Secondary objective: Is the central bank acting in an ecologically proportionate manner?
In addition to the primary mandate, a secondary mandate obliges central banks to support the general economic policy of the European Union, as long as this does not endanger the fulfillment of the primary mandate. A prominent goal of the von der Leyen Commission is sustainability in general and the fight against climate change in particular.
A second topic of the hearing could therefore be the question of the extent to which monetary policy could support – or at least not hinder – this priority. Specifically, the committee could examine the bond purchases of the Bundesbank and the ECB. For example, since October 2014 the ECB and its subordinate national central banks have purchased various types of bonds with a volume of around €3.5 trillion, i.e. €3,500 billion. Positive Money Europe estimates that until 2018 alone, around €110 billion of this has been invested in bonds of particularly CO2-intensive industries.
Benoit Cœuré, then a member of the Governing Council of the ECB, acknowledged this and argued that the current policy of market neutrality was leading to the purchase of corporate bonds with an undesirable carbon footprint. The Pandemic Emergency Purchase Program (PEPP) launched in March is also likely to have further affected investment in these industries than would otherwise have been the case in a ‘business as usual’ context.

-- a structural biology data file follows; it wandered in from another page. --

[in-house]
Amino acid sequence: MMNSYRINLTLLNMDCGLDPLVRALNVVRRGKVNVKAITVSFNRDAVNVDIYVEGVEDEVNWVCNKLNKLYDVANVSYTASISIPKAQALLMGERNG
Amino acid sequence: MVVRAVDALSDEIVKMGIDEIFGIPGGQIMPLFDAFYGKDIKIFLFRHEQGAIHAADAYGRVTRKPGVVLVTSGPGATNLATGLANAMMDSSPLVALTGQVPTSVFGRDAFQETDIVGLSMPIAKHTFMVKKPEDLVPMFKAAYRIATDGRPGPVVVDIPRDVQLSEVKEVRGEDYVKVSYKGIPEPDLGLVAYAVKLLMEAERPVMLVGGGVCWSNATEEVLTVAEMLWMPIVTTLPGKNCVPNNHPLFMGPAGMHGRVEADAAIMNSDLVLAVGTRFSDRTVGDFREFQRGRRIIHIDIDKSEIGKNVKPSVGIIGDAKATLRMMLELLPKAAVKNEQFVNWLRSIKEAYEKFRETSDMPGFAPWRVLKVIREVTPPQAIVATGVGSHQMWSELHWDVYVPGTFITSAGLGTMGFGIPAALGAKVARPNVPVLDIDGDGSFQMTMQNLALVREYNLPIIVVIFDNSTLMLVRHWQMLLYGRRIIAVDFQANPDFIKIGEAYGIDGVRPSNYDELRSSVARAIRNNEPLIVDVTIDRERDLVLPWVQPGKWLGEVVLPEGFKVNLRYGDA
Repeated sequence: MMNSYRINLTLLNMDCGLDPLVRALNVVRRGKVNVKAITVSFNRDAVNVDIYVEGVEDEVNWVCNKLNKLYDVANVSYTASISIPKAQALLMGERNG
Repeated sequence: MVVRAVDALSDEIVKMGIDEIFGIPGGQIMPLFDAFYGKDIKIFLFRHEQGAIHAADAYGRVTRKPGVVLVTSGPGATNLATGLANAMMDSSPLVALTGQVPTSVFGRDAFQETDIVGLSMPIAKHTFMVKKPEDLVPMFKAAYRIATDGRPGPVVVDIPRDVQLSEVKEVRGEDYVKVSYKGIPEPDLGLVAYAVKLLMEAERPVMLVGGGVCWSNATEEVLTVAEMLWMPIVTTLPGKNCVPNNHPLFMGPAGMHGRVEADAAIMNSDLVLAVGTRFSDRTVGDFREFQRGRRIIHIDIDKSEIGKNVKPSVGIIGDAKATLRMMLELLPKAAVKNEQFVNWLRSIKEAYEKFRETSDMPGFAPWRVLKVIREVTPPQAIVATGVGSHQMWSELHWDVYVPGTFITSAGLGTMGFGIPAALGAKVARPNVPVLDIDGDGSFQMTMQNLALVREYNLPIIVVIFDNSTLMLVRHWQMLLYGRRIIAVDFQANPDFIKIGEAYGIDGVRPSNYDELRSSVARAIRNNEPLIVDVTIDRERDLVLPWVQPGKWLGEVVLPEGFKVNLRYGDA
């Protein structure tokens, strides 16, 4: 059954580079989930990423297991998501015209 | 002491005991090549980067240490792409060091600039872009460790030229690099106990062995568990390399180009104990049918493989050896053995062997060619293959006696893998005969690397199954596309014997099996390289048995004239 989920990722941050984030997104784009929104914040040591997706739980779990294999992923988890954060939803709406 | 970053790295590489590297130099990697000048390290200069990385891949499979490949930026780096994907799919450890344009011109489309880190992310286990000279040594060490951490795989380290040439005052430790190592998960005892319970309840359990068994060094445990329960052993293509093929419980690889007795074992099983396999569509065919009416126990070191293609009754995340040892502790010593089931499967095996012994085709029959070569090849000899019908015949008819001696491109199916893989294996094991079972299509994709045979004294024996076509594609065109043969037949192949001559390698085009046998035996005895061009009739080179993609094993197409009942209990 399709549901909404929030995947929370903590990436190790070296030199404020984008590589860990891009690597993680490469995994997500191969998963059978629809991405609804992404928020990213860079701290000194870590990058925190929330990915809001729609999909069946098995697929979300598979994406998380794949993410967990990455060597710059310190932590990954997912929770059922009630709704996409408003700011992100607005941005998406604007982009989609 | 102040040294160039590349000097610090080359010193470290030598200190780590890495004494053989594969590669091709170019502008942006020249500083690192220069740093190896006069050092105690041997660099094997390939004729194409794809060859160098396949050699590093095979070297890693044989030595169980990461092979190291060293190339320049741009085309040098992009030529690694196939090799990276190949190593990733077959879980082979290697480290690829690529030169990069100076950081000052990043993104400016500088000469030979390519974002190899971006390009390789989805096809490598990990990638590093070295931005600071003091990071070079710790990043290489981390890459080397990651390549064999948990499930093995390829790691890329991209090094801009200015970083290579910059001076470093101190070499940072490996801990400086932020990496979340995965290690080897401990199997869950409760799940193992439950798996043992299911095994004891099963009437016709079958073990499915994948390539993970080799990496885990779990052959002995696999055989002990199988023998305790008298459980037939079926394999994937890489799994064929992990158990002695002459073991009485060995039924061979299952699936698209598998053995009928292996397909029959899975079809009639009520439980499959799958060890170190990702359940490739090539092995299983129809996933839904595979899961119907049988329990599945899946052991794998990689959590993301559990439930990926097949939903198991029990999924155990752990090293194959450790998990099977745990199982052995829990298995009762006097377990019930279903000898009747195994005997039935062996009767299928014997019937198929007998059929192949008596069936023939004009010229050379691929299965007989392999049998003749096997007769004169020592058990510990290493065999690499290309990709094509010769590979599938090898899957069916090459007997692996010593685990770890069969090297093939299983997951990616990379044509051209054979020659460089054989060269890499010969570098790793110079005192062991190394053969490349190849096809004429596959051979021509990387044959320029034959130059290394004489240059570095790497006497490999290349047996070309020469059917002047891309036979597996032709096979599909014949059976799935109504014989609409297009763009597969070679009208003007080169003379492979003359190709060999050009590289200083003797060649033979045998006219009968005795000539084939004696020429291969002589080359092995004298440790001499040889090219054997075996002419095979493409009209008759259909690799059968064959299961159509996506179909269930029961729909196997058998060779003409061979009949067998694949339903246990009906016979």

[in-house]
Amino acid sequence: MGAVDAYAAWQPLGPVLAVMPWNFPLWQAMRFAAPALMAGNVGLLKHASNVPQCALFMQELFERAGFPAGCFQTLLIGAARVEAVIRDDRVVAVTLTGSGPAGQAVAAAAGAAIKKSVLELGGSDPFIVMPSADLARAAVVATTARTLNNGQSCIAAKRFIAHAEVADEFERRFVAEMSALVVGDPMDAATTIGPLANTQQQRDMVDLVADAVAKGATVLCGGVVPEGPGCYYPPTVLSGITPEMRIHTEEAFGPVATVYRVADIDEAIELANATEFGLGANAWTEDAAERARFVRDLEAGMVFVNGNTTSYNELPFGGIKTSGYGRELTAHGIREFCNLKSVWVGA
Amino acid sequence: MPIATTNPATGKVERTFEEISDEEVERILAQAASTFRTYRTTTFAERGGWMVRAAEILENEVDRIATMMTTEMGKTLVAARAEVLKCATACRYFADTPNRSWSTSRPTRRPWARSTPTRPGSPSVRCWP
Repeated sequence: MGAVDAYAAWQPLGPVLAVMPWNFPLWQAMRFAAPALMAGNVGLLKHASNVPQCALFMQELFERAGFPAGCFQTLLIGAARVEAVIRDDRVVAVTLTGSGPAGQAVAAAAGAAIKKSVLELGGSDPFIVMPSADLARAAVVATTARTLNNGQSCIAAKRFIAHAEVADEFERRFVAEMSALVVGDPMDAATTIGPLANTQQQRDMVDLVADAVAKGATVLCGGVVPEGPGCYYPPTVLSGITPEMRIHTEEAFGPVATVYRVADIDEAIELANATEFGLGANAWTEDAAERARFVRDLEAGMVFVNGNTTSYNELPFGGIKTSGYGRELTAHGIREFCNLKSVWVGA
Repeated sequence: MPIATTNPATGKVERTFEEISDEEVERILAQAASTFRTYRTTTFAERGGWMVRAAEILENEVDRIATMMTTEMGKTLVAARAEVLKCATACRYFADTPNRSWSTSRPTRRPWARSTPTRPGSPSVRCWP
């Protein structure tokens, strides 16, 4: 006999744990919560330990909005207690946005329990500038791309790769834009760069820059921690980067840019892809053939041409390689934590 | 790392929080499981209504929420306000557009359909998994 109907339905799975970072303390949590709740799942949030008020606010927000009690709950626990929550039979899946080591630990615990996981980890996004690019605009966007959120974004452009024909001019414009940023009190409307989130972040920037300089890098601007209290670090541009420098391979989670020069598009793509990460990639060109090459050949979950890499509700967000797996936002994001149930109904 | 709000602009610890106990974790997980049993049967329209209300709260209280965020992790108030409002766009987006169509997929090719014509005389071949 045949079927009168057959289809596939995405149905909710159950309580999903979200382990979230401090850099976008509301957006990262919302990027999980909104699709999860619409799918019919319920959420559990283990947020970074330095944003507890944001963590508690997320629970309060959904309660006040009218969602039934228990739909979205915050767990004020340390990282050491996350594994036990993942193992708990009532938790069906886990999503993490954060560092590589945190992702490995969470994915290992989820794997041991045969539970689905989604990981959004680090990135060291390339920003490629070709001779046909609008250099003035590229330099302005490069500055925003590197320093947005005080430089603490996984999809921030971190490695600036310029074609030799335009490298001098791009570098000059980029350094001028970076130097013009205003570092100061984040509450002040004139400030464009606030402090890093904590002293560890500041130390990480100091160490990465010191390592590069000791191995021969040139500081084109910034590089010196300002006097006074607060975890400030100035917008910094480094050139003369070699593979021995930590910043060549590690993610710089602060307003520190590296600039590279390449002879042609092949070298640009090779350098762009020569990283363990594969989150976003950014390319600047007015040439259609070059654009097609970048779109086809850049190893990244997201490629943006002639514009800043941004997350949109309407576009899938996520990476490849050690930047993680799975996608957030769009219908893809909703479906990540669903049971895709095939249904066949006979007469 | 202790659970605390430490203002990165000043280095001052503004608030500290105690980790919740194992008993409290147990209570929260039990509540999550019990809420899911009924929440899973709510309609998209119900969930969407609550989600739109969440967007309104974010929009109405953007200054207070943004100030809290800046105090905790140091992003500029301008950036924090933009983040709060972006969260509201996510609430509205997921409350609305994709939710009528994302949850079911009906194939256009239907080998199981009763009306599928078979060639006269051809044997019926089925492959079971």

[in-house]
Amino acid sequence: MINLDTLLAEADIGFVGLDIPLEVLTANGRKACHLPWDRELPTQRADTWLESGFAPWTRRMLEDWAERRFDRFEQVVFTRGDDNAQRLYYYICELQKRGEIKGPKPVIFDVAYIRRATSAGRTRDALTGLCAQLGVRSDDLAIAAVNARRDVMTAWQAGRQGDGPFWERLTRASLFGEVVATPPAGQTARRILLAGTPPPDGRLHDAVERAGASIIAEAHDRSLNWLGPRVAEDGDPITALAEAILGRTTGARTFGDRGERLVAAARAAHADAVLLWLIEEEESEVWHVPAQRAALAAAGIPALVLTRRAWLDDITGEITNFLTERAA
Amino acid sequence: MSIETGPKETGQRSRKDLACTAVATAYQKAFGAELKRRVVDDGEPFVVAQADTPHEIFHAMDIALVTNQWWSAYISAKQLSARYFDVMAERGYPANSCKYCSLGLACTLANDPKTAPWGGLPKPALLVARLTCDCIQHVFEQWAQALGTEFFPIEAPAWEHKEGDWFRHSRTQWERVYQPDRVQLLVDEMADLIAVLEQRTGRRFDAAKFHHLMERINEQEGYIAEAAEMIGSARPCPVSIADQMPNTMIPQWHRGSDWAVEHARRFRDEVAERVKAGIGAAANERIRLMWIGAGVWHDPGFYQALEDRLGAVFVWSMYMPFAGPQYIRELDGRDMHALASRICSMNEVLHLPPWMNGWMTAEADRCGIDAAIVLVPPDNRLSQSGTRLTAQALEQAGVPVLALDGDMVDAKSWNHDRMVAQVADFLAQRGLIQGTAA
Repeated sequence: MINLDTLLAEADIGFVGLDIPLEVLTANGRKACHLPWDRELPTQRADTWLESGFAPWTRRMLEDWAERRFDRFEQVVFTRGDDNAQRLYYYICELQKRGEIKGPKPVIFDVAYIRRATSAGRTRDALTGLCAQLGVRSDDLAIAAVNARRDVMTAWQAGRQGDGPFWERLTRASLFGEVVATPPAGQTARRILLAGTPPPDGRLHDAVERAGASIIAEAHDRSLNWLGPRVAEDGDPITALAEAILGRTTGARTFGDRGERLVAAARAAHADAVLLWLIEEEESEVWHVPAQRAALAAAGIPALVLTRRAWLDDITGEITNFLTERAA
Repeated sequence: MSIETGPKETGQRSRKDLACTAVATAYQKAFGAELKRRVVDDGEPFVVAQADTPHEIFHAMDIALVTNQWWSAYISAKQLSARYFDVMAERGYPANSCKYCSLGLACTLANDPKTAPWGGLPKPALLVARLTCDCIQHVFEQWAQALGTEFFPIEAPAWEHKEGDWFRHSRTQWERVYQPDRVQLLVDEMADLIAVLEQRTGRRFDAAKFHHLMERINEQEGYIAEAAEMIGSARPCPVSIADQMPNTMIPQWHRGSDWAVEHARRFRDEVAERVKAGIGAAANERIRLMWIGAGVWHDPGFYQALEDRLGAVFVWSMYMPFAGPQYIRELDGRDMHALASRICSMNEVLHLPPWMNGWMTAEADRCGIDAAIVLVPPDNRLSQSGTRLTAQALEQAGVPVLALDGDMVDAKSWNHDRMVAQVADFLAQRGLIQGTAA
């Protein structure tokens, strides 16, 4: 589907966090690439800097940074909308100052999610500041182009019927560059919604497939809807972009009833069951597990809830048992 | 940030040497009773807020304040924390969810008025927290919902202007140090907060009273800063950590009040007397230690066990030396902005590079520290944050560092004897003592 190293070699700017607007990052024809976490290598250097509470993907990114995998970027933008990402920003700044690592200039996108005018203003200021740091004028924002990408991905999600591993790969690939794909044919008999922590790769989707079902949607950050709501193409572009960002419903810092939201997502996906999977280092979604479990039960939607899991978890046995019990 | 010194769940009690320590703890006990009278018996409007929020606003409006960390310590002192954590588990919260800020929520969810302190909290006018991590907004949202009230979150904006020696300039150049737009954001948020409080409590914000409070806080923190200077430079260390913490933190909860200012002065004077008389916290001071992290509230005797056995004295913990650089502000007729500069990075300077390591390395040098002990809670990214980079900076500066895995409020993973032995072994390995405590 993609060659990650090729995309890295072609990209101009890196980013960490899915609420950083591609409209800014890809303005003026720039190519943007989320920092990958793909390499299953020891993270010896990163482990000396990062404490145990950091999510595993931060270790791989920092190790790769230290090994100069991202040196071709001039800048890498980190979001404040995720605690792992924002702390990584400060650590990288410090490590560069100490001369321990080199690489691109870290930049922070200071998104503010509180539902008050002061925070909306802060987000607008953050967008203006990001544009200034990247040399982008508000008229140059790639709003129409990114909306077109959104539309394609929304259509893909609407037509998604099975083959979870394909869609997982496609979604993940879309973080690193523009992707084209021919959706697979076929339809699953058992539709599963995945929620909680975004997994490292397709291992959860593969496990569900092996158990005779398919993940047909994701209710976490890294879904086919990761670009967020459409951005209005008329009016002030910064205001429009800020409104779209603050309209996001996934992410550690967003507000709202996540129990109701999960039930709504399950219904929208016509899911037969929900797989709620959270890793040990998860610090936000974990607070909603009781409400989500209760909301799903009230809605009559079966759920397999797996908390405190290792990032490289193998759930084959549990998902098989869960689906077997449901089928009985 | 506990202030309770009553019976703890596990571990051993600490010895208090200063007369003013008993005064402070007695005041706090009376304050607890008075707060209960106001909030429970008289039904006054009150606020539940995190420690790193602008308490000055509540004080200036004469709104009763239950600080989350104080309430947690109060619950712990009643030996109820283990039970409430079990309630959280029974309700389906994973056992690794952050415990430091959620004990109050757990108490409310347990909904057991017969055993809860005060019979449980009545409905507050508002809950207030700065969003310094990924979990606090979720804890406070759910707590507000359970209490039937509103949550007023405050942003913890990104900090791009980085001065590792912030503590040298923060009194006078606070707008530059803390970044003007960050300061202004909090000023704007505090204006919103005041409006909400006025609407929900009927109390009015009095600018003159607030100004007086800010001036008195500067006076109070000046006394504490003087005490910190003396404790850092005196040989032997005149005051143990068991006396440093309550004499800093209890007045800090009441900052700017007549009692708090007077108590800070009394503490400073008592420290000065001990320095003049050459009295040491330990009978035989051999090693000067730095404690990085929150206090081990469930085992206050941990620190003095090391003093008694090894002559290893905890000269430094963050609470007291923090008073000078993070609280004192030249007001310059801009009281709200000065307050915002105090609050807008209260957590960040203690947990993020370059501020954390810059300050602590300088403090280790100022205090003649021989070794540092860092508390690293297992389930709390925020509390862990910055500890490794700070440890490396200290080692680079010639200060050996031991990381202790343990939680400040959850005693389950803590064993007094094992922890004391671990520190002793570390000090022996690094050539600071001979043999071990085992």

In addition to supporting CO2-intensive companies, this purchasing policy – which is erroneously described as “market neutral” – accumulates financial stability risks. The European Systemic Risk Board, which works on the premises of the ECB and therefore naturally maintains close contact with the central bank, has already established that the market misprices climate risks. Since the rating agencies on whose credit rating the Eurosystem relies have not yet reflected these risks, the bonds of unsustainable companies are subject to increased risk. To the extent that the purchases made by the ECB support the prices of these bonds, they increase the magnitude of the fall in the price of a possible correction.
Things could be different. In view of the secondary mandate, for example, the bonds of CO2-intensive companies could be excluded from the purchases of European central banks. This would support the general economic policy of the European Union without jeopardizing the primary mandate.